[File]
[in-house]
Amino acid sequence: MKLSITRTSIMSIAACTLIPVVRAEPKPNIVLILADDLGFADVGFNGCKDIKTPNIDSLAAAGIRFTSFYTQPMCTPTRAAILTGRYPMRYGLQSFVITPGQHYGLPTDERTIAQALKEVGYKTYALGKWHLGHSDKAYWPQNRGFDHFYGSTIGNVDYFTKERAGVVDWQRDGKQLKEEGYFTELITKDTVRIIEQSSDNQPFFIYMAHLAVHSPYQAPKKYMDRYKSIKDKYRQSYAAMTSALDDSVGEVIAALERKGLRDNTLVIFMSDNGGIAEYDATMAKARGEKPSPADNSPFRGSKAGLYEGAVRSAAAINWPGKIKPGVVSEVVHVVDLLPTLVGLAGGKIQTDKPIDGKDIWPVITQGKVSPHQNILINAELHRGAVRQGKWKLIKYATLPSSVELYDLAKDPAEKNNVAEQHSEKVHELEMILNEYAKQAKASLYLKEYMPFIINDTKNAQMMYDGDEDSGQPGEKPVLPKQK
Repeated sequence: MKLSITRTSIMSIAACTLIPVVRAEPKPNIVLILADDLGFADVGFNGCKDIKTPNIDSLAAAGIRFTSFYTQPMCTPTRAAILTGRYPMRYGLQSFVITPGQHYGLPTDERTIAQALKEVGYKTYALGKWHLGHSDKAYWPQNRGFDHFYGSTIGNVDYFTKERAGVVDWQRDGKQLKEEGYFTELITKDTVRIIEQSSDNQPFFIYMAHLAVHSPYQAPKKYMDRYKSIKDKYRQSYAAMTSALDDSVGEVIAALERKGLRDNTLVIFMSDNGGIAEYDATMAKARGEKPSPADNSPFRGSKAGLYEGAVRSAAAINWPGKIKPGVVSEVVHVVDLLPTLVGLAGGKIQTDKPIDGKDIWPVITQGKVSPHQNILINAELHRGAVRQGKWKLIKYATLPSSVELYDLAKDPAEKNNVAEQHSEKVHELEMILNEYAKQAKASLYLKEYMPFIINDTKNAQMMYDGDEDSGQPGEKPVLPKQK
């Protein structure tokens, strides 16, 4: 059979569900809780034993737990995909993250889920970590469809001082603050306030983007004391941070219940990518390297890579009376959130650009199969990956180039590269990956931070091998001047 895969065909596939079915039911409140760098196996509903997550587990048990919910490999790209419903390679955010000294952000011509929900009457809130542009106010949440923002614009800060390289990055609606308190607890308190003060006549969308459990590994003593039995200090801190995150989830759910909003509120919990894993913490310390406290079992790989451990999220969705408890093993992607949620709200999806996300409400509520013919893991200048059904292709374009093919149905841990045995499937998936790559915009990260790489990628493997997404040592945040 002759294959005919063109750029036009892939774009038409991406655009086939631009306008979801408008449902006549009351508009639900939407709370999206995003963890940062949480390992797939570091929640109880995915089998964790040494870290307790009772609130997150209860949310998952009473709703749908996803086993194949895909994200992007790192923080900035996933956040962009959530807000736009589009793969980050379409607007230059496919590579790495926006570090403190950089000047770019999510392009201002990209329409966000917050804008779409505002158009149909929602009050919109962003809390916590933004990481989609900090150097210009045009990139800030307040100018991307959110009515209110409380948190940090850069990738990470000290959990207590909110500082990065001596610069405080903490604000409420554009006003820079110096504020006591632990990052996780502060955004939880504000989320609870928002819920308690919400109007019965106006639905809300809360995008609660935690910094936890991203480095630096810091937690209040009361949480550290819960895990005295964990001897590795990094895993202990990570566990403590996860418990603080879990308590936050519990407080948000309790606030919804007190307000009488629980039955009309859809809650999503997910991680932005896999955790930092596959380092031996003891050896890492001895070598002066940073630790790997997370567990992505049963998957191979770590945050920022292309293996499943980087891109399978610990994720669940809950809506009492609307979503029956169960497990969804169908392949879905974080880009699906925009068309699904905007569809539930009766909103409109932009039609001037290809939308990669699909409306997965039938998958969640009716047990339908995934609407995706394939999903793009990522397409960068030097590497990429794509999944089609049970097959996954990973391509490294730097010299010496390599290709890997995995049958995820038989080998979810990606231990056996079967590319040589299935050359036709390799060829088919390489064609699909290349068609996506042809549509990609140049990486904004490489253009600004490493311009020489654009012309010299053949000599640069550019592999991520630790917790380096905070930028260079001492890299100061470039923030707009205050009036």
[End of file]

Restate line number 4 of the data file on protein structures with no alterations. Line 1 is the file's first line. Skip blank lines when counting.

């Protein structure tokens, strides 16, 4: 059979569900809780034993737990995909993250889920970590469809001082603050306030983007004391941070219940990518390297890579009376959130650009199969990956180039590269990956931070091998001047 895969065909596939079915039911409140760098196996509903997550587990048990919910490999790209419903390679955010000294952000011509929900009457809130542009106010949440923002614009800060390289990055609606308190607890308190003060006549969308459990590994003593039995200090801190995150989830759910909003509120919990894993913490310390406290079992790989451990999220969705408890093993992607949620709200999806996300409400509520013919893991200048059904292709374009093919149905841990045995499937998936790559915009990260790489990628493997997404040592945040 002759294959005919063109750029036009892939774009038409991406655009086939631009306008979801408008449902006549009351508009639900939407709370999206995003963890940062949480390992797939570091929640109880995915089998964790040494870290307790009772609130997150209860949310998952009473709703749908996803086993194949895909994200992007790192923080900035996933956040962009959530807000736009589009793969980050379409607007230059496919590579790495926006570090403190950089000047770019999510392009201002990209329409966000917050804008779409505002158009149909929602009050919109962003809390916590933004990481989609900090150097210009045009990139800030307040100018991307959110009515209110409380948190940090850069990738990470000290959990207590909110500082990065001596610069405080903490604000409420554009006003820079110096504020006591632990990052996780502060955004939880504000989320609870928002819920308690919400109007019965106006639905809300809360995008609660935690910094936890991203480095630096810091937690209040009361949480550290819960895990005295964990001897590795990094895993202990990570566990403590996860418990603080879990308590936050519990407080948000309790606030919804007190307000009488629980039955009309859809809650999503997910991680932005896999955790930092596959380092031996003891050896890492001895070598002066940073630790790997997370567990992505049963998957191979770590945050920022292309293996499943980087891109399978610990994720669940809950809506009492609307979503029956169960497990969804169908392949879905974080880009699906925009068309699904905007569809539930009766909103409109932009039609001037290809939308990669699909409306997965039938998958969640009716047990339908995934609407995706394939999903793009990522397409960068030097590497990429794509999944089609049970097959996954990973391509490294730097010299010496390599290709890997995995049958995820038989080998979810990606231990056996079967590319040589299935050359036709390799060829088919390489064609699909290349068609996506042809549509990609140049990486904004490489253009600004490493311009020489654009012309010299053949000599640069550019592999991520630790917790380096905070930028260079001492890299100061470039923030707009205050009036």